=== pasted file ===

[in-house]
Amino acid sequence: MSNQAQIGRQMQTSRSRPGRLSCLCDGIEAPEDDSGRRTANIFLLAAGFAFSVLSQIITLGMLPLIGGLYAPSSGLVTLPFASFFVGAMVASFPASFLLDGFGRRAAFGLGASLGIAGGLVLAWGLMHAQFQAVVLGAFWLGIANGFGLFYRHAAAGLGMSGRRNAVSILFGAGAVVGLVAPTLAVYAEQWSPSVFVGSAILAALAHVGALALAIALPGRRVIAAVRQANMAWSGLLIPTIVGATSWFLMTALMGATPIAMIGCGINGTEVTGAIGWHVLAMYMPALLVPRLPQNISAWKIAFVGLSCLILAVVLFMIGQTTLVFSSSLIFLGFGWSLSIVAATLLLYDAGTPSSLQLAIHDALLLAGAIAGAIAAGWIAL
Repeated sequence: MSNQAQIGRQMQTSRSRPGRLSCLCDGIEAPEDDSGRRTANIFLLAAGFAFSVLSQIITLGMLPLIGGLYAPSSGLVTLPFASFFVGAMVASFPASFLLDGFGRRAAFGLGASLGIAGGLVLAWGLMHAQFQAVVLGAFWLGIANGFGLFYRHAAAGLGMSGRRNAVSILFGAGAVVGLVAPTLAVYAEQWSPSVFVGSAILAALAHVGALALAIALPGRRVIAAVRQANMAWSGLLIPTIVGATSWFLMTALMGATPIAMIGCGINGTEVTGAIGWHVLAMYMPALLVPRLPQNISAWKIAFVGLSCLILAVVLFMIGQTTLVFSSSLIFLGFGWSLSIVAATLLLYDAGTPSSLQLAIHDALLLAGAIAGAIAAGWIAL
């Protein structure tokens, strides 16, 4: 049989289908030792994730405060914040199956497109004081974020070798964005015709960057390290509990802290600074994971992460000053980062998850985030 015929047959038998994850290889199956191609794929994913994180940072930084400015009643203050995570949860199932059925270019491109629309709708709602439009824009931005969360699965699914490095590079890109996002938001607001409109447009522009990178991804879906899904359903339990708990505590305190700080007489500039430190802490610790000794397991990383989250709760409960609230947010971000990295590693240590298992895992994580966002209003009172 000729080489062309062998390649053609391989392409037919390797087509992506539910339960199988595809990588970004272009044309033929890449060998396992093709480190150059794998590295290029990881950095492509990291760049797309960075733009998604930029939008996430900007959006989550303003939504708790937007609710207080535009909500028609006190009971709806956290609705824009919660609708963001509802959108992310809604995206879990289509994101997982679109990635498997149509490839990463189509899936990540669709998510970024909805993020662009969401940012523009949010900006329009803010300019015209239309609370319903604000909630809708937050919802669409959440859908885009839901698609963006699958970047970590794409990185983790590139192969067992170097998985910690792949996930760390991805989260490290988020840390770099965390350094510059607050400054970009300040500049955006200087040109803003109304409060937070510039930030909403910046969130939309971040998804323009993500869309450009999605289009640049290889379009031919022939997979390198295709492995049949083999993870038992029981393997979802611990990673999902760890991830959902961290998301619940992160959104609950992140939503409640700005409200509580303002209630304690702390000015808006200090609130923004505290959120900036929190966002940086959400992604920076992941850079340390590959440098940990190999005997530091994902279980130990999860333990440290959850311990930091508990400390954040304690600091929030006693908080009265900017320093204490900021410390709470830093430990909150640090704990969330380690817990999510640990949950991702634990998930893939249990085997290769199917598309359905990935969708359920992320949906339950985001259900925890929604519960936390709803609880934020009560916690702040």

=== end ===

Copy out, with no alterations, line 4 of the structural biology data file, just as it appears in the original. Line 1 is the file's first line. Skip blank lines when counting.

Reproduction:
């Protein structure tokens, strides 16, 4: 049989289908030792994730405060914040199956497109004081974020070798964005015709960057390290509990802290600074994971992460000053980062998850985030 015929047959038998994850290889199956191609794929994913994180940072930084400015009643203050995570949860199932059925270019491109629309709708709602439009824009931005969360699965699914490095590079890109996002938001607001409109447009522009990178991804879906899904359903339990708990505590305190700080007489500039430190802490610790000794397991990383989250709760409960609230947010971000990295590693240590298992895992994580966002209003009172 000729080489062309062998390649053609391989392409037919390797087509992506539910339960199988595809990588970004272009044309033929890449060998396992093709480190150059794998590295290029990881950095492509990291760049797309960075733009998604930029939008996430900007959006989550303003939504708790937007609710207080535009909500028609006190009971709806956290609705824009919660609708963001509802959108992310809604995206879990289509994101997982679109990635498997149509490839990463189509899936990540669709998510970024909805993020662009969401940012523009949010900006329009803010300019015209239309609370319903604000909630809708937050919802669409959440859908885009839901698609963006699958970047970590794409990185983790590139192969067992170097998985910690792949996930760390991805989260490290988020840390770099965390350094510059607050400054970009300040500049955006200087040109803003109304409060937070510039930030909403910046969130939309971040998804323009993500869309450009999605289009640049290889379009031919022939997979390198295709492995049949083999993870038992029981393997979802611990990673999902760890991830959902961290998301619940992160959104609950992140939503409640700005409200509580303002209630304690702390000015808006200090609130923004505290959120900036929190966002940086959400992604920076992941850079340390590959440098940990190999005997530091994902279980130990999860333990440290959850311990930091508990400390954040304690600091929030006693908080009265900017320093204490900021410390709470830093430990909150640090704990969330380690817990999510640990949950991702634990998930893939249990085997290769199917598309359905990935969708359920992320949906339950985001259900925890929604519960936390709803609880934020009560916690702040």